It is well-known that carbon nanotube (CNT) growth from a dense arrangement of catalyst nanoparticles creates a vertically aligned CNT forest. CNT forests offer attractive anisotropic mechanical, thermal, and electrical properties, and their anisotropic structure is enabled by the self-organization of a large number of CNTs. This process is governed by individual CNT diameter, spacing, and the CNT-to-CNT interaction. However, little information is known about the self-organization of CNTs within a forest. Insight into the self-organization is, however, essential for tailoring the properties of the CNT forests for applications such as electrical interconnects, thermal interfaces, dry adhesives and energy storage. We demonstrate that arrays of CNT micropillars having micron-scale diameters organize in a similar manner as individual CNTs within a forest. For example, as previously demonstrated for individual CNTs within a forest, entanglement of small-diameter CNT micropillars during the initial stage of growth creates a film of entwined pillars. This layer enables coordinated subsequent growth of the pillars in the vertical direction, in a case where isolated pillars would not grow in a self-supporting fashion. Finally, we provide a detailed overview of the self-organization as a function of the diameter, length and spacing of the CNT pillars. This study, which is applicable to many one-dimensional nanostructured films, demonstrates guidelines for tailoring the self-organization which can enable control of the collective mechanical, electrical and interfacial properties of the films.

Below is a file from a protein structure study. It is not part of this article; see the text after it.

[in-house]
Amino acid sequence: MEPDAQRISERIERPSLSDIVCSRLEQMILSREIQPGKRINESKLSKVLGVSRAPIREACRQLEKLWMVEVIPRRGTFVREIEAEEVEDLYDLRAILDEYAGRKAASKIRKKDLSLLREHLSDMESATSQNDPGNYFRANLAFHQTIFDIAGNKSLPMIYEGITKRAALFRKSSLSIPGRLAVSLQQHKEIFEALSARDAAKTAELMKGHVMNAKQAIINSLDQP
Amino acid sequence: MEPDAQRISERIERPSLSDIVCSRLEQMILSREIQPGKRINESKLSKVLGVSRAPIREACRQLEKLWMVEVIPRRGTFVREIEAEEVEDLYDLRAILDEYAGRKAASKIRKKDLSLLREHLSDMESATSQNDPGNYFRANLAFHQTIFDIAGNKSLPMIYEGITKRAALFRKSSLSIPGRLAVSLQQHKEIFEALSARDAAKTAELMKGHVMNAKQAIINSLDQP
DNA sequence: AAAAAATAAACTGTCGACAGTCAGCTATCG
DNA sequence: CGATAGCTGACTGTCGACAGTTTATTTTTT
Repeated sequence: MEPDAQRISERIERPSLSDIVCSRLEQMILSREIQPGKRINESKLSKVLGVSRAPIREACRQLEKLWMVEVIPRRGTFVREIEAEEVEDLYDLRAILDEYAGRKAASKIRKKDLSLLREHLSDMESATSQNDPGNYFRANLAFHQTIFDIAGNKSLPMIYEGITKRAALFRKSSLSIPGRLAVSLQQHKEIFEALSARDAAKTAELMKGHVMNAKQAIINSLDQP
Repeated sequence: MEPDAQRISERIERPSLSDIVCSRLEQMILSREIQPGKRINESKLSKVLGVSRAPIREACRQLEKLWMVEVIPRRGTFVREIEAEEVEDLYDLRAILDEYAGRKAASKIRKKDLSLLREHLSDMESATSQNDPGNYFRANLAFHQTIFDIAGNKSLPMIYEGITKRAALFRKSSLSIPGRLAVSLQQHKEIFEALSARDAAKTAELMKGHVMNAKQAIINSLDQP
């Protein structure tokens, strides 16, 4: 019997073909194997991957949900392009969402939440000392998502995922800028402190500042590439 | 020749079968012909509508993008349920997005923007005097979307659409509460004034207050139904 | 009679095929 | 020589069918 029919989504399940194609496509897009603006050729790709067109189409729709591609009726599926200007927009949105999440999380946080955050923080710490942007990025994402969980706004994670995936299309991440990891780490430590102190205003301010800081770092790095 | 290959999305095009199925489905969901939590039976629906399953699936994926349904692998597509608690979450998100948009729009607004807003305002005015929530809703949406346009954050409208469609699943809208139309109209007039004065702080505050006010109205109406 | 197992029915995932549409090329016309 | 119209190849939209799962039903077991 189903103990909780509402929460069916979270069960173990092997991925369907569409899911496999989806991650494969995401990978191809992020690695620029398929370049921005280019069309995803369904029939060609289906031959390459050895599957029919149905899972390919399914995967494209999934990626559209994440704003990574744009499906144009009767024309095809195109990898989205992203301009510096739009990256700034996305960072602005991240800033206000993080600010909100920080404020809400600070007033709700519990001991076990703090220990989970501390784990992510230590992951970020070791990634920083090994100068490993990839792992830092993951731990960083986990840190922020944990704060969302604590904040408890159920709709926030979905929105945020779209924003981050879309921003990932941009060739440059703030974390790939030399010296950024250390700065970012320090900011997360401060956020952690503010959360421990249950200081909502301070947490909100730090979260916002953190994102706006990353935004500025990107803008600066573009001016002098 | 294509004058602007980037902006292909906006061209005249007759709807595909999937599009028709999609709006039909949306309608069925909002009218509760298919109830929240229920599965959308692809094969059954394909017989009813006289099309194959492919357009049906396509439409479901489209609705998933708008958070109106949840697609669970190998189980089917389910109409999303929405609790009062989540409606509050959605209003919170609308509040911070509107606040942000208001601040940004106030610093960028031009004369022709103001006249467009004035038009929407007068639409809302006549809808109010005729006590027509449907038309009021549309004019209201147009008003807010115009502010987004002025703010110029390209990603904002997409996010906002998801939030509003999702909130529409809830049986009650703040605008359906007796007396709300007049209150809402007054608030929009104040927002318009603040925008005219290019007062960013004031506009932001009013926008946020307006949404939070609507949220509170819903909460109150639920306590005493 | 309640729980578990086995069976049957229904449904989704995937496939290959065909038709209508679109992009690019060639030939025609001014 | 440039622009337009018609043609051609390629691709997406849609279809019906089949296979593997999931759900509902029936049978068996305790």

- Carbon nanotube
ASJC Scopus subject areas
- Electronic, Optical and Magnetic Materials
- Atomic and Molecular Physics, and Optics
- Condensed Matter Physics
- Surfaces, Coatings and Films
- Electrical and Electronic Engineering